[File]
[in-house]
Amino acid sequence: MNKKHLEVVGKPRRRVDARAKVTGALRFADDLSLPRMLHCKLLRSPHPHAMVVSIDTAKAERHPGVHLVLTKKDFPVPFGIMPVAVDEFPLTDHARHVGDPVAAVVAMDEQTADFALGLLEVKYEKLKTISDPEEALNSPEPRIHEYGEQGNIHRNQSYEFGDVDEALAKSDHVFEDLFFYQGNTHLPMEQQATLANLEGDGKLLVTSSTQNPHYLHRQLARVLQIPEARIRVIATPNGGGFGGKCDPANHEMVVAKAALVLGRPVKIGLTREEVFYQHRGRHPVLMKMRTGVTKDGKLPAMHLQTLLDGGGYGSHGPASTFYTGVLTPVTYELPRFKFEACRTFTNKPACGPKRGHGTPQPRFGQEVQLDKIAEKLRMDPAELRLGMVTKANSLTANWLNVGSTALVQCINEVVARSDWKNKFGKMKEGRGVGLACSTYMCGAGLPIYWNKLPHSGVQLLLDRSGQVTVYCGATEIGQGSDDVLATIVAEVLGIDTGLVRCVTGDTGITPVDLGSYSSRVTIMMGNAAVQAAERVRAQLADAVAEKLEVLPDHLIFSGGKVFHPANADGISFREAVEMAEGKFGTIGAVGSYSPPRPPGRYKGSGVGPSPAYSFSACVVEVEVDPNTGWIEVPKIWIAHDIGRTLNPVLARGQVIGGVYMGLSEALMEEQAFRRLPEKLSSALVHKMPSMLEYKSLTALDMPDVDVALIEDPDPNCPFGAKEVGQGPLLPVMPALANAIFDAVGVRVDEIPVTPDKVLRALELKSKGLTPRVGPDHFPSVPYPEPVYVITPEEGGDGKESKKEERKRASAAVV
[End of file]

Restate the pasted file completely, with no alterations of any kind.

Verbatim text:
[in-house]
Amino acid sequence: MNKKHLEVVGKPRRRVDARAKVTGALRFADDLSLPRMLHCKLLRSPHPHAMVVSIDTAKAERHPGVHLVLTKKDFPVPFGIMPVAVDEFPLTDHARHVGDPVAAVVAMDEQTADFALGLLEVKYEKLKTISDPEEALNSPEPRIHEYGEQGNIHRNQSYEFGDVDEALAKSDHVFEDLFFYQGNTHLPMEQQATLANLEGDGKLLVTSSTQNPHYLHRQLARVLQIPEARIRVIATPNGGGFGGKCDPANHEMVVAKAALVLGRPVKIGLTREEVFYQHRGRHPVLMKMRTGVTKDGKLPAMHLQTLLDGGGYGSHGPASTFYTGVLTPVTYELPRFKFEACRTFTNKPACGPKRGHGTPQPRFGQEVQLDKIAEKLRMDPAELRLGMVTKANSLTANWLNVGSTALVQCINEVVARSDWKNKFGKMKEGRGVGLACSTYMCGAGLPIYWNKLPHSGVQLLLDRSGQVTVYCGATEIGQGSDDVLATIVAEVLGIDTGLVRCVTGDTGITPVDLGSYSSRVTIMMGNAAVQAAERVRAQLADAVAEKLEVLPDHLIFSGGKVFHPANADGISFREAVEMAEGKFGTIGAVGSYSPPRPPGRYKGSGVGPSPAYSFSACVVEVEVDPNTGWIEVPKIWIAHDIGRTLNPVLARGQVIGGVYMGLSEALMEEQAFRRLPEKLSSALVHKMPSMLEYKSLTALDMPDVDVALIEDPDPNCPFGAKEVGQGPLLPVMPALANAIFDAVGVRVDEIPVTPDKVLRALELKSKGLTPRVGPDHFPSVPYPEPVYVITPEEGGDGKESKKEERKRASAAVV